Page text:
3. Your feeling angry is a normal reaction so do not feel guilty about it. Many spouses feel angry when an accident occurs that could have been prevented or avoided. It is a symptom of your feelings of loss and anguish and a reflection of your love.

    Ask the doctor to explain the Glasgow Coma Scale to you as this is a measure they used to assess the coma based on his reponse to commands.

    Emerging from coma is often a slow process and it is always hard to know how much gets through to him. But many family members say that their loved one responds to their voice or touch in subtle ways that medical staff may not see.

    Hold on to hope – these early days are the hardest.

  4. Sandy Tomlinson says:

    My husband was in motorcycle accident on November 15, 2015. He is currently in Trauma ICU still in a coma. I am terrified he won’t wake up. Any advice to ease my mind? My life will change forever and I am so overwhelmed. I’m so angry at him for making me scramble to get my home life in order, Thanksgiving or Christmas will never be the same. Is this normal for my anger?

  5. Marty Salo says:

    I want to say thank you to the spouses. As a survivor, I know that things happen, and those that care are with us. Life is ultimately short. Time should probably not be wasted. We can experience joy. Joy experienced with another is more impactful, and significant.

  6. Hi Casey,

    I’m glad you were able to pick up the pieces after your husband, Jeff’s TBI. For many, it’s not an easy thing to do. I’m sure your positive attitude helped. I know mine helped me.

    My husband suffered a TBI in January of 2005. We just celebrated 9 years of what we call his “rebirth” or his “extended life.” Though he is left with many physical disabilities, we are fortunate that his cognitive brain was spared.
    Gratefully he returned to his laboratory at Columbia University a year and a half after his injury where he continued his research in microbiology and directed the research of his graduate students and post docs, wrote an NIH grant, and published many scientific papers. Still he is not the same man I married and I miss our old life – we both do. Fortunately, we have built a new one together for which we are both grateful.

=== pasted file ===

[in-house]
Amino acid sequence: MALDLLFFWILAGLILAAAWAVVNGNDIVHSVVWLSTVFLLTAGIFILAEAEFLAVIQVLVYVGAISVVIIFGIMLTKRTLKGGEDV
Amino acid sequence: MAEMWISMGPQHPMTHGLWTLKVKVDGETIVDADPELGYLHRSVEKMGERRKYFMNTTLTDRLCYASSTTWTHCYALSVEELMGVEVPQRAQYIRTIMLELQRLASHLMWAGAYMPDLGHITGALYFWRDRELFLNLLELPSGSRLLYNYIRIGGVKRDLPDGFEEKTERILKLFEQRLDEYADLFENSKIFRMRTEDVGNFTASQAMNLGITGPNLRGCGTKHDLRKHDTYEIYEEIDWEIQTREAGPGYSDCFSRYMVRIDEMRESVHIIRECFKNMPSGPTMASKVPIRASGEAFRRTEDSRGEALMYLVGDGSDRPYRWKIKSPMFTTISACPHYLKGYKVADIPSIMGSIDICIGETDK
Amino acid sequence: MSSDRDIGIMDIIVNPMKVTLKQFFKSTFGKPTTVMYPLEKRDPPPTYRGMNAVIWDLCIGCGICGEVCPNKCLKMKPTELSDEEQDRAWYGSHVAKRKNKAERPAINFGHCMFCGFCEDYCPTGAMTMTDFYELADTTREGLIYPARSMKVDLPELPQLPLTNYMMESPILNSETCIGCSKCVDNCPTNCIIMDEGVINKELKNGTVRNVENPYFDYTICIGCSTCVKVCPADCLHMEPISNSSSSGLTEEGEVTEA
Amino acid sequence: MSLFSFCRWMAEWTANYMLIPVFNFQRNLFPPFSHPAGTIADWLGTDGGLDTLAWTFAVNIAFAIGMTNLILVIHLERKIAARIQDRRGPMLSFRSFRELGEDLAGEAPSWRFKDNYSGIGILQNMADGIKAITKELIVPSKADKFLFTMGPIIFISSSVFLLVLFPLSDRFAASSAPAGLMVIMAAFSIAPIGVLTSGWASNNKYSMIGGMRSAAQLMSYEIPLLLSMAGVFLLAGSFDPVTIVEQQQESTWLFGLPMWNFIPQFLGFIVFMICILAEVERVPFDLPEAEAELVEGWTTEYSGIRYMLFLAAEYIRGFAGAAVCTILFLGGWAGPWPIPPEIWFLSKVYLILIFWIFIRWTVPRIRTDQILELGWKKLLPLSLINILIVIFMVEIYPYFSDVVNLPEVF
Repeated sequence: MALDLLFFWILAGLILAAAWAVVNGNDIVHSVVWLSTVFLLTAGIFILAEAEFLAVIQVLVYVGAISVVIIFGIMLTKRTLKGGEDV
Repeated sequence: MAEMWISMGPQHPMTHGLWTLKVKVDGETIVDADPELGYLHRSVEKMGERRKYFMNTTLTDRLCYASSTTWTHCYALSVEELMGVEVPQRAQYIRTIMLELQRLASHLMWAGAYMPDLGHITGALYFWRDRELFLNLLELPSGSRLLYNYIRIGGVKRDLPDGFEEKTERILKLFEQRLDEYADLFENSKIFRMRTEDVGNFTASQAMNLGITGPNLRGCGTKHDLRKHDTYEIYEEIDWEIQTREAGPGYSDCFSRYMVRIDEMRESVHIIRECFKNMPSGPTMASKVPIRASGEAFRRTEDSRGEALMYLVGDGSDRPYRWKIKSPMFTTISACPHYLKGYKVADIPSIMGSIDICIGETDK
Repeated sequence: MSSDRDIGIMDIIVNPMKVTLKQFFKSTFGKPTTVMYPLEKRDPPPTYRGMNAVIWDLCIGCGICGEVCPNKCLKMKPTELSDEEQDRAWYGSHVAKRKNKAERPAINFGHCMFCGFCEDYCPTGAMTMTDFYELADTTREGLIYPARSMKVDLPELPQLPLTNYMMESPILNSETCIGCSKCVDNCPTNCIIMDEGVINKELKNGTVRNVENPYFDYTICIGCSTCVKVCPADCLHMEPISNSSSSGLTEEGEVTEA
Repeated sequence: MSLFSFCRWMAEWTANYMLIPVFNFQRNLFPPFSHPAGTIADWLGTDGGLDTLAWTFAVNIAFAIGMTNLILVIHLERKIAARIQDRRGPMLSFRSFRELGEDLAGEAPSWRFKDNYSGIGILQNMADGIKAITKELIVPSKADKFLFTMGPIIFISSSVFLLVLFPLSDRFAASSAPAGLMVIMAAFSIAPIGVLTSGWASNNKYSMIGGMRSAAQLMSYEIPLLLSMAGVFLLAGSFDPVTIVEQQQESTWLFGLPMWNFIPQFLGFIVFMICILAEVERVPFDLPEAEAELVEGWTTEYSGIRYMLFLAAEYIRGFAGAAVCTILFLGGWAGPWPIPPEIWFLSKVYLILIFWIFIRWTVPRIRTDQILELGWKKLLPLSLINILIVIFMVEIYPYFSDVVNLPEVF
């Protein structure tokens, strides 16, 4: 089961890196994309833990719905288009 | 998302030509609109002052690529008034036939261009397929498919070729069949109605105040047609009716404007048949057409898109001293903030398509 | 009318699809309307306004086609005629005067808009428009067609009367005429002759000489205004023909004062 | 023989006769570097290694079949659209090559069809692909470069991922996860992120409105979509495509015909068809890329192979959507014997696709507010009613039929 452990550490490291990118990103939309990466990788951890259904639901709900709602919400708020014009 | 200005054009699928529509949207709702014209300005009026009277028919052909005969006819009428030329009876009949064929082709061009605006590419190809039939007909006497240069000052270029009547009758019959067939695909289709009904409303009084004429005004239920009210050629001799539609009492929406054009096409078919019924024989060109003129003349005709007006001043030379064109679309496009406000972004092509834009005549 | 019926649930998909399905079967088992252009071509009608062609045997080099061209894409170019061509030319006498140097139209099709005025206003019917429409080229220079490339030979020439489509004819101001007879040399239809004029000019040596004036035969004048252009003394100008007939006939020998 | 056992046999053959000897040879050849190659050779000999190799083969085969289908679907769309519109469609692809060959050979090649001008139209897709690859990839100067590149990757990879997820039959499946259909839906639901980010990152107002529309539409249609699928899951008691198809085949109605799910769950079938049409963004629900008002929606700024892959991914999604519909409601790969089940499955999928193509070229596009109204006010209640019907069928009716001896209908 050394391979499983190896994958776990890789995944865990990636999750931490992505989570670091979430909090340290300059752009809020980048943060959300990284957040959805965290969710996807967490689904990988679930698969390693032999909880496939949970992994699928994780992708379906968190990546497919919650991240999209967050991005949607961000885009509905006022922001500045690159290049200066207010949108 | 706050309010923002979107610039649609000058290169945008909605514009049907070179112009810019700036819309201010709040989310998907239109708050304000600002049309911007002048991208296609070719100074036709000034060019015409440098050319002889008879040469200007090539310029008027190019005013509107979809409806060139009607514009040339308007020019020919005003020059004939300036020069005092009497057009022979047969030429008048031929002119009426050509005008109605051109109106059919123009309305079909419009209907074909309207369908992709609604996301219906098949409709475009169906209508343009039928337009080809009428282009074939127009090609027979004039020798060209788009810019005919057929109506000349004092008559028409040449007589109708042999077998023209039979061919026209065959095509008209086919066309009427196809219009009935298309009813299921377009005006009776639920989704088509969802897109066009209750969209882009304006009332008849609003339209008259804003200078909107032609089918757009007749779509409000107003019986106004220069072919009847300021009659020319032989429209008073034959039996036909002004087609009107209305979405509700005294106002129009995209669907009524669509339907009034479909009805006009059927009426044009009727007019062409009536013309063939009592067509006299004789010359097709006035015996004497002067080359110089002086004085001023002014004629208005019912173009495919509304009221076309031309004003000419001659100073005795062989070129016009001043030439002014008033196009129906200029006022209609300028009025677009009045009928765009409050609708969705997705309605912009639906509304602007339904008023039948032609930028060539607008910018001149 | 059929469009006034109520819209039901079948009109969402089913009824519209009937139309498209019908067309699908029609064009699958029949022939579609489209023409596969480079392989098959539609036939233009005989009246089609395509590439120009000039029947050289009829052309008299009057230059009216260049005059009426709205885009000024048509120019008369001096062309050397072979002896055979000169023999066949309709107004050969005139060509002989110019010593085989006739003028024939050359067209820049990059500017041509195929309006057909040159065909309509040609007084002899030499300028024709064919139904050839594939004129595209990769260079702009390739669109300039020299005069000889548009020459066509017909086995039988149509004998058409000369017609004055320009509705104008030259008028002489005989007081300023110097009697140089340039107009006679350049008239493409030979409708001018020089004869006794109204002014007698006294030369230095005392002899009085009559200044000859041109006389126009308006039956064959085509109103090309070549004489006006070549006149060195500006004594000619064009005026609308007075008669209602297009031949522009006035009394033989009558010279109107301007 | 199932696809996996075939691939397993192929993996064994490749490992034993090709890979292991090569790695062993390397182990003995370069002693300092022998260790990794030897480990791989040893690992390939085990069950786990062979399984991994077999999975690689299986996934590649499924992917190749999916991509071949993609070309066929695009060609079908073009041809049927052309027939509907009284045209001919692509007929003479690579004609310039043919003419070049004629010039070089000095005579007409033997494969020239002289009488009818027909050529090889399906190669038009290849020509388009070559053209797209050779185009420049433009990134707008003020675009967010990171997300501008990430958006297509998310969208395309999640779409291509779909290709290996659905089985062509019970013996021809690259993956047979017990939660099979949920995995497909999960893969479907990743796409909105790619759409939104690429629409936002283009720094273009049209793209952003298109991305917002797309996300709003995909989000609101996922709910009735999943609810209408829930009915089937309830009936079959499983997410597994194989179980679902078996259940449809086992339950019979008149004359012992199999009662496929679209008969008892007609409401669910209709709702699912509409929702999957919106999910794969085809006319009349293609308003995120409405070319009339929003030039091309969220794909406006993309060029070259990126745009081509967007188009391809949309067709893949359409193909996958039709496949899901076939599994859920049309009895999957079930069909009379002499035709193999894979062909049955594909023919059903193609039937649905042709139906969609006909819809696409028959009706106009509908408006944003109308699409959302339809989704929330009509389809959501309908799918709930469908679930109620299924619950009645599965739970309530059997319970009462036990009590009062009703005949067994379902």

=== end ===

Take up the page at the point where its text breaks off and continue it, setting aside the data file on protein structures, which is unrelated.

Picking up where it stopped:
When this happened I searched for books to help me through. There were not many. I’ve written a book about our journey. It is searching for agents/publishers now.

    You can read more about our story on my blog at In the search box on the right, type in TBI or Traumatic Brain Injury. Several posts will surface.

    I’m so glad you wrote a book documenting your experiences and I look forward to reading it. I wish you all the best.

    Donna O’Donnell Figurski

  7. Casey Bachus says:

    Catherine-What is the name of your support group? I tried clicking on the link you posted, but it said the page wasn’t available.

    Melanie-I will definitely have to check out your blog!

  8. Catherine Levy says:

    My husband is 2 years and 4 months since my husbands TBI, we had 3 kids at the time of the accident and one after his accident. I found there was nothing out there and have started a TBI wives Support group on FB, we have 54 members now and would love it if you could spread the word:

    You can add me as a friend on FB Catherine A. Grundke and you can then be added to my group that I have created for women in our situations.


  9. Casey -it seems we’re on the same wavelength. Next month will be 2 and 1/2 years since my husband’s TBI. It has been an unbelievable journey. I’ve started a blog at and seek to reach out to other TBI spouses through that website as well as others like this one. Thank you so much for sharing! god bless you.